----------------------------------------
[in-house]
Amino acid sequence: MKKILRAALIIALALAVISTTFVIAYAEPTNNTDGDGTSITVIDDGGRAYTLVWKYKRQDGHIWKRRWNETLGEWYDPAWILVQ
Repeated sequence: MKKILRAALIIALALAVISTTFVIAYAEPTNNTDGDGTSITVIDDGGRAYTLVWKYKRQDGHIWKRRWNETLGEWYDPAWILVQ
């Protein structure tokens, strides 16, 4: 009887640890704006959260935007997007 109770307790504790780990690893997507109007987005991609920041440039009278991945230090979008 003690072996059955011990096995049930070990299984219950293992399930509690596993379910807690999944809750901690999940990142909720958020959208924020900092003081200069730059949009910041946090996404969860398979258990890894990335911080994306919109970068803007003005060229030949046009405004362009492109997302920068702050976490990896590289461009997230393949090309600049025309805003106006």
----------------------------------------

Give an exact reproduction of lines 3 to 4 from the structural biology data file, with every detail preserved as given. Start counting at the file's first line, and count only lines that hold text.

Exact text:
Repeated sequence: MKKILRAALIIALALAVISTTFVIAYAEPTNNTDGDGTSITVIDDGGRAYTLVWKYKRQDGHIWKRRWNETLGEWYDPAWILVQ
């Protein structure tokens, strides 16, 4: 009887640890704006959260935007997007 109770307790504790780990690893997507109007987005991609920041440039009278991945230090979008 003690072996059955011990096995049930070990299984219950293992399930509690596993379910807690999944809750901690999940990142909720958020959208924020900092003081200069730059949009910041946090996404969860398979258990890894990335911080994306919109970068803007003005060229030949046009405004362009492109997302920068702050976490990896590289461009997230393949090309600049025309805003106006």